“After three nights of camping on land we decided we would simply hang our mosquito net over the raft’s apex and camp in our sleeping bags on the raft,” says Russell. “We fell asleep under the stars as it was warm outside. And then we woke up to see the sunrise.”Gemma and Russell cooked small meals right on the raft.
Both Russell and Gemma say that they loved the entire trip and although they would most certainly take other holidays in Sweden, they wouldn’t repeat this exact timber rafting trip because it would take away the exciting survival aspect of the adventure.
“You spend eight days facing challenges and having a new adventure and the excitement wouldn’t be the same the second time round. The whole experience of the rafting holiday is to forget something and deal with it, to not have the full knowledge of what to do if you drop your spoon and dinner plate in the water, to learn how to catch fish and cook them properly and to overcome the difficulties of living on a three by three meter wooden raft,” says Gemma.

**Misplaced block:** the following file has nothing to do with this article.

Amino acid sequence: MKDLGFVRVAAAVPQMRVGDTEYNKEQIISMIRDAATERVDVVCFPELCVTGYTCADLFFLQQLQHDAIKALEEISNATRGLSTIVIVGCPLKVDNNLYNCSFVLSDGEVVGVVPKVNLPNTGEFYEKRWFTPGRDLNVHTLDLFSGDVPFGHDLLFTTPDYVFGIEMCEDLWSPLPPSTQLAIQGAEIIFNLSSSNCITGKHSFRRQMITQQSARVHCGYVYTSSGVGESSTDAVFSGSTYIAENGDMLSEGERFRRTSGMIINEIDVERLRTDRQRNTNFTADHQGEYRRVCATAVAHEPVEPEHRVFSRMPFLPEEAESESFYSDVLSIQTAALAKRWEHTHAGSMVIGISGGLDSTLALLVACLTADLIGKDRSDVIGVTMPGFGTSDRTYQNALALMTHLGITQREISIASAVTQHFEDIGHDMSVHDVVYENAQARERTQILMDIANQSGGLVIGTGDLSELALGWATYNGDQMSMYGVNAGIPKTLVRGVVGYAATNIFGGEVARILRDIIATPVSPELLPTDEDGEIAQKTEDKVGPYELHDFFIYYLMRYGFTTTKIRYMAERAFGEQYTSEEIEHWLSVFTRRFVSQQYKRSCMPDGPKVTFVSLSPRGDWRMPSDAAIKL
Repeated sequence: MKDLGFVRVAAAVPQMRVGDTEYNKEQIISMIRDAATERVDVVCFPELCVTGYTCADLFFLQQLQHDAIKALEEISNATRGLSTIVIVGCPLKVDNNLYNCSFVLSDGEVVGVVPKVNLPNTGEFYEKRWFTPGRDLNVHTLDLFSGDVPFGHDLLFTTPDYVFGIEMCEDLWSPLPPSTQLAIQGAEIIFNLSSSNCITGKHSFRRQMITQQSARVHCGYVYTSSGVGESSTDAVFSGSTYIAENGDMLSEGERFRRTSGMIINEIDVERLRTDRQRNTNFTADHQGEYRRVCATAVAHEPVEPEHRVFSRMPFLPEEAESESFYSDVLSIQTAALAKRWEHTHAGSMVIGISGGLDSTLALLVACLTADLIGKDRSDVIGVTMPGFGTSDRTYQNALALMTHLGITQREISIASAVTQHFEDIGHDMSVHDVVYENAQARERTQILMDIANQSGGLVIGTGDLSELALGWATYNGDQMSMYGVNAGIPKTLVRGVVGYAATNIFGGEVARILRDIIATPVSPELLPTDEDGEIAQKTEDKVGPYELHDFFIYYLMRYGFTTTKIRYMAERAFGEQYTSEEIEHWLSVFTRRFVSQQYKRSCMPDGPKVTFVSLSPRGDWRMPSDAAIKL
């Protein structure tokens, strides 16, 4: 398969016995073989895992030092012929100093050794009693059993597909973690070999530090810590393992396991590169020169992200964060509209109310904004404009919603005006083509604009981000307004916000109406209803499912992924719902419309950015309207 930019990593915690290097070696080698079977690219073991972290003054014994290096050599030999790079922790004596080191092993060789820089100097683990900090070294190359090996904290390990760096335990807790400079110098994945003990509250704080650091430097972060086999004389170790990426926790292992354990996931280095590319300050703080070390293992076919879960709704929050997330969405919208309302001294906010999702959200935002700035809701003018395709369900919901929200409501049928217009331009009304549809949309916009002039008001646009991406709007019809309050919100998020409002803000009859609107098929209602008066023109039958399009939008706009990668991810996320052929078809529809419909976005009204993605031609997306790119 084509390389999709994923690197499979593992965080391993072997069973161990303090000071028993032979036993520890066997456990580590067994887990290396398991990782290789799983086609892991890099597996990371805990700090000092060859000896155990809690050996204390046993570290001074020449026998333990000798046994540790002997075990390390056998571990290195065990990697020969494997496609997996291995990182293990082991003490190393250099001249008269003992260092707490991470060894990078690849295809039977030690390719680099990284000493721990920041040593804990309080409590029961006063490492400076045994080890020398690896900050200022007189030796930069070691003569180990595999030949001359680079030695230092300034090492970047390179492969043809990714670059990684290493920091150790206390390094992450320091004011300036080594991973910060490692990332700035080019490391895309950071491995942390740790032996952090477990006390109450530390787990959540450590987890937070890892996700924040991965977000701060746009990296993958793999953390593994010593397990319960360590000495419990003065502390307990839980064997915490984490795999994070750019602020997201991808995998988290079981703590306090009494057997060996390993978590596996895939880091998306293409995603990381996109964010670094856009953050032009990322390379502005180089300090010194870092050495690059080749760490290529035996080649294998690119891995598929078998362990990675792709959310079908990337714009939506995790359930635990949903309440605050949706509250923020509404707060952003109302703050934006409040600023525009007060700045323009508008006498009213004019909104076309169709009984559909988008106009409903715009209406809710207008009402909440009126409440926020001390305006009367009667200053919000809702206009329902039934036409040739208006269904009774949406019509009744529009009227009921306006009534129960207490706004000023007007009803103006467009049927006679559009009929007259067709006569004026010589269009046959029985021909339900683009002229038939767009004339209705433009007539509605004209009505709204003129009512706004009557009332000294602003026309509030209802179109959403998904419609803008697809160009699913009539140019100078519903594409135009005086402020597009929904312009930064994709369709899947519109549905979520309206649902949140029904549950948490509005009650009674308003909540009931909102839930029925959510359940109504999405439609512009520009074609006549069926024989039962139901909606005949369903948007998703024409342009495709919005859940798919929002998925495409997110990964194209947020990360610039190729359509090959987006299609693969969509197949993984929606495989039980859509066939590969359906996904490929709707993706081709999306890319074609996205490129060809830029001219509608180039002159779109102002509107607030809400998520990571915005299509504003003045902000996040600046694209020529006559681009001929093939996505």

“It is the learning experience of the whole trip and sharing the experience with someone that makes the holiday exciting,” says Russell. “This is something which cannot be recreated on a second trip and that’s why we refer to the holiday as ‘a once in a lifetime experience’.”
Gemma relaxing along the river. The couple says the overall experience Vildmark provided was positive. “It is a very unique experience and there aren’t really negatives,apart from perhaps mosquitoes, but rather challenges, says Russell.